>> On AJC.com: Why are Americans so lonely? Massive study finds nearly half of US feels alone, young adults most of all

More than 9 million commercially insured Americans in the index are affected by major depression. The rate of diagnosis in the country is 4.4 percent. But while diagnoses are up 33 percent since 2013 overall, the rate is even higher among teens and young adults − 47 percent. For teen girls, specifically, the rate has risen by 65 percent.

"The high rates for adolescents and millennials could have a substantial health impact for decades to come," Trent Haywood, senior vice president and chief medical officer for BCBSA, said in a statement. "Further education and research is needed to identify methods for both physicians and patients to effectively treat major depression and begin a path to recovery and better overall health." 

Analysts also found that overall, women are more than twice as likely as men to be diagnosed with major depression (6 percent compared to 2.8 percent, respectively).

>> On AJC.com: Depressed? Reduce your symptoms with this type of exercise

Geographically, 49 of the 50 states saw rising diagnosis rates between 2013 and 2016. Hawaii was the only state that experienced a slight decline (a rate of less than 2 percent). Communities in New England, the Pacific Northwest and areas throughout the South and Midwest had higher rates of major depression compared to the rest of the country.

Rhode Island had the highest diagnosis rate with 6 percent. However, the authors noted that differences in efforts to screen for major depression can result in varying diagnoses rates across states.

“While major depression is the second most impactful health condition for the nation, it is complicated by an increased likelihood of overlapping diagnoses of other chronic, behavioral health and pain-related conditions,” authors of the report wrote.

In fact, of the 9 million Americans diagnosed with major depression in 2016, only 15 percent were diagnosed with depression alone. Eighty-five percent, according to the analysis, were diagnosed with an additional health condition.

>> On AJC.com: 5 signs you should ask your doctor about depression

In addition to a lower quality of life, those diagnosed with major depression are more likely to use more healthcare services, resulting in more than twice the spending.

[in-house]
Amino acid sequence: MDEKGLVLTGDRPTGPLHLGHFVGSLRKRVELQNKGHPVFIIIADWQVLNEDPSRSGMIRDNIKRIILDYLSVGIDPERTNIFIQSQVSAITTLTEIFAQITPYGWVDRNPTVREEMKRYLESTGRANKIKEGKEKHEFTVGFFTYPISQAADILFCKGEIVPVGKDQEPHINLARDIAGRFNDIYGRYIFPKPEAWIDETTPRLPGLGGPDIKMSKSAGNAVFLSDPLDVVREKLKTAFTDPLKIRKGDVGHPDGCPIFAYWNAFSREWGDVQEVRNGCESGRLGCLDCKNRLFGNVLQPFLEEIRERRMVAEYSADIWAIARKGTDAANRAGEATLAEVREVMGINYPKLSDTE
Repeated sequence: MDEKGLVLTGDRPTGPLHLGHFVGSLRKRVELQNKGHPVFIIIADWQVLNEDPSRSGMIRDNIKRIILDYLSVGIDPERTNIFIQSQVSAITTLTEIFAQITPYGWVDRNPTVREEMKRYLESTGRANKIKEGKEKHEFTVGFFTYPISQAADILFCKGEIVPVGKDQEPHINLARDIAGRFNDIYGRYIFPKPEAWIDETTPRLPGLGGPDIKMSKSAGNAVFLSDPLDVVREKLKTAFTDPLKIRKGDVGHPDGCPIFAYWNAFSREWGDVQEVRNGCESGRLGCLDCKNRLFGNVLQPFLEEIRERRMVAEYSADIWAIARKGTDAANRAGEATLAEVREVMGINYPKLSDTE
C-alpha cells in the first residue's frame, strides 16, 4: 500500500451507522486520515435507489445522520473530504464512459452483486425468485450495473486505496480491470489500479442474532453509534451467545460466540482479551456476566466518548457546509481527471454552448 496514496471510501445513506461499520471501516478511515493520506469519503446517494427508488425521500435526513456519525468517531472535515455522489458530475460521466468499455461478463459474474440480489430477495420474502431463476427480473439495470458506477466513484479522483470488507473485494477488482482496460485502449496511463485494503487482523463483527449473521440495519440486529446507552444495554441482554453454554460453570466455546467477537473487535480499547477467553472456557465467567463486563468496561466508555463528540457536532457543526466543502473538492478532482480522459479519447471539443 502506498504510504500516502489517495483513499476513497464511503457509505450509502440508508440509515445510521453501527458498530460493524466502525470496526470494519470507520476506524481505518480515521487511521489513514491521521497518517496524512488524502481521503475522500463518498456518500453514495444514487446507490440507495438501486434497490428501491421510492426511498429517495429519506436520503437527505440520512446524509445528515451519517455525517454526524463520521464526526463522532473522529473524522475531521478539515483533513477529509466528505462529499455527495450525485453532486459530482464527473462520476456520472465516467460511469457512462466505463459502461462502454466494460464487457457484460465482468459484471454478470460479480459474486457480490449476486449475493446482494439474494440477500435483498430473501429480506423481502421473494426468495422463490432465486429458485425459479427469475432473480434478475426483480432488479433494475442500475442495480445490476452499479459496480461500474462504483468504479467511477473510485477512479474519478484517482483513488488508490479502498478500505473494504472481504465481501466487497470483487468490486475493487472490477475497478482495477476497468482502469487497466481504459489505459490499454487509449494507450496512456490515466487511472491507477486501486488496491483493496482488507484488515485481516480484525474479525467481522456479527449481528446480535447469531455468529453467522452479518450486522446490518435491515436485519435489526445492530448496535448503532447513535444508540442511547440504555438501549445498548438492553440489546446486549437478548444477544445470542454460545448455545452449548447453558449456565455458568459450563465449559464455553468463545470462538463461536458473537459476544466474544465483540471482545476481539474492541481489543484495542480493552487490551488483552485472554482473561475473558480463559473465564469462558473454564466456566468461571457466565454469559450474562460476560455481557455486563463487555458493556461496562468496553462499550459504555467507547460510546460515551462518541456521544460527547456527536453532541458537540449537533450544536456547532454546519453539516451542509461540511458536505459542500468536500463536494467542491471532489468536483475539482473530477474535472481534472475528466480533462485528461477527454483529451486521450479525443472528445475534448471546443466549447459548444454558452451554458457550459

It’s important to note that the report’s findings, based on people with BCBS commercial health insurance, are likely an underestimate. Most Americans are covered by a commercial health plan, but many who report symptoms of depression say they have not been diagnosed or received treatment for the condition.

According to the World Health Organization, more than 300 million people of all ages suffer from depression, and it’s the leading cause of disability worldwide.

>> On AJC.com: The suicide rate for teen girls is the highest it’s been in 40 years — Is social media to blame? 

Additionally, approximately 800,000 people die of suicide each year; that’s one person every 40 seconds. In the U.S., between 1999 and 2014, the suicide rate rose by 24 percent. And, according to recent data released from the Atlanta-based Centers for Disease Control and Prevention, suicide rates among 15- to 19-year-old girls doubled between 2007 and 2015, reaching a 40-year high.

Read the full Blue Cross Blue Shield report at bcbs.com.

WATCH: Fiona the hippo gives mom hugs and kisses at Cincinnati Zoo

Fiona — the Cincinnati Zoo’s celebrity hippo — was recently spotted giving her mom hugs and kisses.

>> Hippo photo bombs engagement proposal

Videos from the Cincinnati Zoo & Botanical Garden show Fiona interacting with her mom, Bibi.

>> Click here to watch

Fiona was born premature in January 2017 and received around-the-clock care. She weighed 29 pounds, which zoo officials said is well below a baby hippo’s typical weight. Hippos can grow to be 3,000 pounds.

>> Need something to lift your spirits? Read more uplifting news 

When Fiona became dehydrated, specialists from the Cincinnati Children’s Hospital Medical Center helped give her an IV.

>> Read more trending news 

Henry, Fiona’s father, was euthanized in October. Henry had been struggling for several months with health issues and had lost hundreds of pounds, the zoo said.

Child behind daycare attack that sent baby to hospital, prosecutor says; no charges filed

Prosecutors say they will not file criminal charges after authorities determined that a young child attacked a baby boy at an Indiana daycare, reportedly sending him to the hospital last month.